Thur Sept 21, 2017
Emeritus Distinguished Professor Astronomy & Astrophysics
"Across a Sea of Suns; Charting Distant Worlds, other Earths"
Arboretum Conference Room
(RSVP by Sept 14, 4pm)
Abstract: The hunt for planets around other stars is fundamental to understanding our place in the universe. Twenty five years ago, it was completely unknown what type (and indeed if any) planets orbit other stars. Today, after over two decades of research, we now know that planets are extremely common around other stars, and we are even beginning to characterize such planets in detail to ascertain their habitability. This work has been made possible largely through the efforts of a small number of research teams around the world, one of which is headquartered at UCSC. This talk will give a brief overview of the planet discovery process using the large telescopes of the UC system, and will briefly summarize its most important results that have profound implications for the likelihood of life elsewhere in the universe.
Steve Vogt is an emeritus Distinguished Professor of Astronomy and Astrophysics at UCO/Lick Observatory of the University of California at Santa Cruz. He has been at UC Santa Cruz since 1978 and his career involved teaching, instrumentation development for ground-based telescopes, and various research projects involving high dispersion astronomical spectroscopy. He is the developer of both the Hamilton spectrometer at Lick Observatory, the HIRES spectrometer of Keck Observatory, the MTHR spectrometer concept for the Thirty Meter Telescope, and the 2.4-m Automated Planet Finder at Lick Observatory. His principal research focus over the past two decades has been the discovery of extrasolar planets, and in particular, the search for habitable Earth-sized planets around the nearest stars.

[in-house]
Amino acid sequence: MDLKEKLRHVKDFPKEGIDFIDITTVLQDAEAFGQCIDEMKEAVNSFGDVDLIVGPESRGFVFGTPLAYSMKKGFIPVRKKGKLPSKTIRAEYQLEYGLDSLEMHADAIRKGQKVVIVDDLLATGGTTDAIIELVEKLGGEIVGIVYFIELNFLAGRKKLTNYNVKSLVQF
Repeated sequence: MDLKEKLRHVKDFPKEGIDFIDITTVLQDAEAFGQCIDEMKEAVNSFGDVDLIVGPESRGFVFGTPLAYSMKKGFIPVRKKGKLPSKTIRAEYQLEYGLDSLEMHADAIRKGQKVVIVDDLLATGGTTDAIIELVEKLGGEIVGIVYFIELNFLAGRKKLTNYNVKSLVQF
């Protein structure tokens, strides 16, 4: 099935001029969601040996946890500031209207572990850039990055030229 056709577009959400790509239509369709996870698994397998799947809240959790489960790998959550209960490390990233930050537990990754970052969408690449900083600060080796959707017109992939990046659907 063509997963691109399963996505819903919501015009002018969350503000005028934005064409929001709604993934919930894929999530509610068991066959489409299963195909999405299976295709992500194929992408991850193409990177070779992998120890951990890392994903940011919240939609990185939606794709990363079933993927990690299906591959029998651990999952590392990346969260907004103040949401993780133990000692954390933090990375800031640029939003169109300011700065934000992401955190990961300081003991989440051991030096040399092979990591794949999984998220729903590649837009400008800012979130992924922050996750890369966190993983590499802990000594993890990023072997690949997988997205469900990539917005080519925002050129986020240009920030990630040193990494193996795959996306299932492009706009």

See Campus Bio.